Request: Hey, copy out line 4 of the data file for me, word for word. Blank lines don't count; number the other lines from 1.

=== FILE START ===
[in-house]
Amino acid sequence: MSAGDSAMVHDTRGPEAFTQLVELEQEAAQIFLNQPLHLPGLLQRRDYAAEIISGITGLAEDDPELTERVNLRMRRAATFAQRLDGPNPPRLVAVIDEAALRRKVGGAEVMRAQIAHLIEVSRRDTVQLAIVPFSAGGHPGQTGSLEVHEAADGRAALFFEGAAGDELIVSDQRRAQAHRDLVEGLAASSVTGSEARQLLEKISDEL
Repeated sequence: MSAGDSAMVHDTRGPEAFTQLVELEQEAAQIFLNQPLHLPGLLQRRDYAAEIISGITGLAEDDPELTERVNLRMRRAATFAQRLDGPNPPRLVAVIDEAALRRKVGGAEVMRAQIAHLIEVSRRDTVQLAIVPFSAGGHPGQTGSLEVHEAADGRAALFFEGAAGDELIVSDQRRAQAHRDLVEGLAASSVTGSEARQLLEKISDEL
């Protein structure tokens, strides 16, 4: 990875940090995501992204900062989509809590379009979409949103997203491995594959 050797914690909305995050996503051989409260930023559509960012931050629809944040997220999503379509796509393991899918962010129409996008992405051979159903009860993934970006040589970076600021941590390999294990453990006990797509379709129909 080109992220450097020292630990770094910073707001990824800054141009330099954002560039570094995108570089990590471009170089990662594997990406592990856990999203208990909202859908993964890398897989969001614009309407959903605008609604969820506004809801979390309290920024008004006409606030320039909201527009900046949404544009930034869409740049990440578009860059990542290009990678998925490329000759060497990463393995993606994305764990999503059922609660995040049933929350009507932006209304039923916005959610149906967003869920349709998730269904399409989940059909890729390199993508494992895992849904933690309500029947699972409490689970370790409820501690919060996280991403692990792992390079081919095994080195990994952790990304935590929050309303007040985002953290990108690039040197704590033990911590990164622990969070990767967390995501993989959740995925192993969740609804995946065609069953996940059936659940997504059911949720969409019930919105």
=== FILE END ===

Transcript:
């Protein structure tokens, strides 16, 4: 990875940090995501992204900062989509809590379009979409949103997203491995594959 050797914690909305995050996503051989409260930023559509960012931050629809944040997220999503379509796509393991899918962010129409996008992405051979159903009860993934970006040589970076600021941590390999294990453990006990797509379709129909 080109992220450097020292630990770094910073707001990824800054141009330099954002560039570094995108570089990590471009170089990662594997990406592990856990999203208990909202859908993964890398897989969001614009309407959903605008609604969820506004809801979390309290920024008004006409606030320039909201527009900046949404544009930034869409740049990440578009860059990542290009990678998925490329000759060497990463393995993606994305764990999503059922609660995040049933929350009507932006209304039923916005959610149906967003869920349709998730269904399409989940059909890729390199993508494992895992849904933690309500029947699972409490689970370790409820501690919060996280991403692990792992390079081919095994080195990994952790990304935590929050309303007040985002953290990108690039040197704590033990911590990164622990969070990767967390995501993989959740995925192993969740609804995946065609069953996940059936659940997504059911949720969409019930919105």